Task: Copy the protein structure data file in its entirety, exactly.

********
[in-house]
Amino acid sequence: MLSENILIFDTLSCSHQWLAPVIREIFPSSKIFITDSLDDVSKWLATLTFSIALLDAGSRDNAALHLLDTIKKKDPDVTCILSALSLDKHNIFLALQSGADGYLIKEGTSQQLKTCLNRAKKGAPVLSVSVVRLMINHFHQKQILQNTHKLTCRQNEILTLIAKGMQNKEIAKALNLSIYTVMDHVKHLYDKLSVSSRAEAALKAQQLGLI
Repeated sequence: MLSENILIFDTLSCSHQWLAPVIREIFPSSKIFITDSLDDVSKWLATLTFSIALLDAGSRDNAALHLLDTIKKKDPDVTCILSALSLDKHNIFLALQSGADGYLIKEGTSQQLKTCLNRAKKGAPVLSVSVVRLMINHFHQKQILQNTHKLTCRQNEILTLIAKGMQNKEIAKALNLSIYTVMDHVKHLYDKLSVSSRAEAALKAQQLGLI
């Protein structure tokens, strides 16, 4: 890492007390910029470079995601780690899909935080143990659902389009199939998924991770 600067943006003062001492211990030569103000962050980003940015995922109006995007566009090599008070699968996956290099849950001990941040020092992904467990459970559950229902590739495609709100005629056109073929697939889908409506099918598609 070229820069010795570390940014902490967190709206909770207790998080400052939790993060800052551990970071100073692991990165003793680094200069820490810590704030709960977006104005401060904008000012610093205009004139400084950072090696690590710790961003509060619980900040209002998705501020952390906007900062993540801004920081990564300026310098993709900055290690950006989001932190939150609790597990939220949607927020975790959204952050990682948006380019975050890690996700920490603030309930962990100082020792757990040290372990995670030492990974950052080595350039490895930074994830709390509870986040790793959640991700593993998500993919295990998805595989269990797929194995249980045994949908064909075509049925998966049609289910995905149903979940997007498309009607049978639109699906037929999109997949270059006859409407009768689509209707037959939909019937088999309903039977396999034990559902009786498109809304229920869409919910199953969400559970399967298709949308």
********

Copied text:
[in-house]
Amino acid sequence: MLSENILIFDTLSCSHQWLAPVIREIFPSSKIFITDSLDDVSKWLATLTFSIALLDAGSRDNAALHLLDTIKKKDPDVTCILSALSLDKHNIFLALQSGADGYLIKEGTSQQLKTCLNRAKKGAPVLSVSVVRLMINHFHQKQILQNTHKLTCRQNEILTLIAKGMQNKEIAKALNLSIYTVMDHVKHLYDKLSVSSRAEAALKAQQLGLI
Repeated sequence: MLSENILIFDTLSCSHQWLAPVIREIFPSSKIFITDSLDDVSKWLATLTFSIALLDAGSRDNAALHLLDTIKKKDPDVTCILSALSLDKHNIFLALQSGADGYLIKEGTSQQLKTCLNRAKKGAPVLSVSVVRLMINHFHQKQILQNTHKLTCRQNEILTLIAKGMQNKEIAKALNLSIYTVMDHVKHLYDKLSVSSRAEAALKAQQLGLI
């Protein structure tokens, strides 16, 4: 890492007390910029470079995601780690899909935080143990659902389009199939998924991770 600067943006003062001492211990030569103000962050980003940015995922109006995007566009090599008070699968996956290099849950001990941040020092992904467990459970559950229902590739495609709100005629056109073929697939889908409506099918598609 070229820069010795570390940014902490967190709206909770207790998080400052939790993060800052551990970071100073692991990165003793680094200069820490810590704030709960977006104005401060904008000012610093205009004139400084950072090696690590710790961003509060619980900040209002998705501020952390906007900062993540801004920081990564300026310098993709900055290690950006989001932190939150609790597990939220949607927020975790959204952050990682948006380019975050890690996700920490603030309930962990100082020792757990040290372990995670030492990974950052080595350039490895930074994830709390509870986040790793959640991700593993998500993919295990998805595989269990797929194995249980045994949908064909075509049925998966049609289910995905149903979940997007498309009607049978639109699906037929999109997949270059006859409407009768689509209707037959939909019937088999309903039977396999034990559902009786498109809304229920869409919910199953969400559970399967298709949308």